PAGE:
UNH IMPACT Center Hosts Workshop for Sciences Teachers throughout the Granite State

By Kim Billings
UNH News Bureau

December 21, 2000

DURHAM, N.H. -- The second of three workshops for New Hampshire elementary school teachers to experience exemplary science programs will be held Thursday, Jan. 25. The deadline to register is Monday, Jan. 15. Applications are available through the UNH IMPACT Center website at www.unh.edu/impact.

More than 70 teachers attended the first workshop at five satellite sites throughout the state. Each location is connected to the others throughout the Granite State Distance Learning Network, which enables both active audio and video exchanges among all locations.

Sponsored by the University of New Hampshire's new IMPACT Center, the two-hour program will showcase Science, Technology and Children (STC), a complete science program for children in grades 1 through 6. Filled with innovative hands-on activities designed to motivate young students, it was developed by leaders in the fields of education and science through National Science Foundation support. It is used all over the U.S.

In order to make it available to as many teachers as possible, the workshop will be conducted simultaneously at four sites throughout the state -- Durham, Bow, Keene and Littleton.

According to Barbara Hopkins, coordinator of the IMPACT Center, the satellite sites will be staffed by experienced teacher specialists from around New England who will engage participants in activities with materials provided as part of the STC program. UNH faculty will demonstrate materials and activities used by STC.

"The purpose of the workshops," says Hopkins, "is to show teachers some of the standards-based program options they have for science and mathematics education."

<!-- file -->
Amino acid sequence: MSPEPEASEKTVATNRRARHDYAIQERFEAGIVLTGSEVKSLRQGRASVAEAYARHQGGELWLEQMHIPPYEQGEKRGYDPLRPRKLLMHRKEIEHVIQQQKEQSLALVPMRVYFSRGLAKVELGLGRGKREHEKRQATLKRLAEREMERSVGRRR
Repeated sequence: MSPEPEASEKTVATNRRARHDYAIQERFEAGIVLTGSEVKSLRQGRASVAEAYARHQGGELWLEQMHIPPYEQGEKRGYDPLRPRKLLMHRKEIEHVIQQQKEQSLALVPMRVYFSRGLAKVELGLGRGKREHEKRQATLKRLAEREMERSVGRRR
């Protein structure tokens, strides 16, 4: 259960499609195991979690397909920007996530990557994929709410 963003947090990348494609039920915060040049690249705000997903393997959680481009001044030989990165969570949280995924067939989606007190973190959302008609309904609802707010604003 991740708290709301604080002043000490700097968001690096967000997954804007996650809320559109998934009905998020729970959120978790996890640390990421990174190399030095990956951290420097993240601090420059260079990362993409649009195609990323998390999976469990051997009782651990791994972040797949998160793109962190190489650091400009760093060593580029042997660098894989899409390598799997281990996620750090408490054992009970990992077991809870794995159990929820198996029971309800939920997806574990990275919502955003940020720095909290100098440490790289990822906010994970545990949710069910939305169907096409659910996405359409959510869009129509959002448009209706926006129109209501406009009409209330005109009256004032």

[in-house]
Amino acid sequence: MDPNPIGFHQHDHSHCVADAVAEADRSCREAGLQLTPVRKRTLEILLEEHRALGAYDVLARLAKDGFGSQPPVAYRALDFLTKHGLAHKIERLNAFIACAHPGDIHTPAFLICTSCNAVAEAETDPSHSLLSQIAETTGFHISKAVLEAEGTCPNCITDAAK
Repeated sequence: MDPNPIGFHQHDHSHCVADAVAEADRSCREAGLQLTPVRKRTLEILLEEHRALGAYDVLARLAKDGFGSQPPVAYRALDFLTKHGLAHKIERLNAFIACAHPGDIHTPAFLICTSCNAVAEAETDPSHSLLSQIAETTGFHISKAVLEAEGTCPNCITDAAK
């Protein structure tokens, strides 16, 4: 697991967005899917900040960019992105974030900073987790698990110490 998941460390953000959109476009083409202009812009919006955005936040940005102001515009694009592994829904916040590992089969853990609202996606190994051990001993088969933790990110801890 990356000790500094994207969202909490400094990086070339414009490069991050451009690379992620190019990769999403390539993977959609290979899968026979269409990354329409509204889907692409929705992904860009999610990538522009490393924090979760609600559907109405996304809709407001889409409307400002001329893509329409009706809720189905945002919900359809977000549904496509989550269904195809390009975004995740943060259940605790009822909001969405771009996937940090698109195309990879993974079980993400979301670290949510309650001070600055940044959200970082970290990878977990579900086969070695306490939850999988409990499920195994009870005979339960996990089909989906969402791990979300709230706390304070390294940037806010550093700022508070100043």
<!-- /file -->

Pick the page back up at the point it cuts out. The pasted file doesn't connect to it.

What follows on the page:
Hopkins, along with faculty from university's education department and College of Engineering and Physical Sciences, also will help schools select and implement new standard-based programs, such as STC, Insights and others.

The UNH IMPACT Center, founded by several UNH faculty members, is devoted to helping schools improve math and science instruction, and to meet new standards for teaching and assessment established by the National Council of Teachers of Mathematics and the National Academy of Sciences.

The standards, Hopkins explains, form the basis for new state assessment tests across the country. The UNH center offers consultations, training, and support to schools adopting new programs and new classroom technology, such as computer-based laboratory equipment and graphing calculators. More importantly, it creates a partnership between UNH math, science, and education professors and teachers and administrators in K-12 schools.

The UNH IMPACT Center opened during the summer with a $250,000 grant from the National Science Foundation, administered through the Center for the Enhancement of Science and Mathematics Education and Northeastern University. It joins six other IMPACT Centers across New England.

To register for the workshop, which runs after school, from 4 to 6 p.m., call Hopkins at 603-862-2684, or register online at www.unh.edu/impact/calendar.html.

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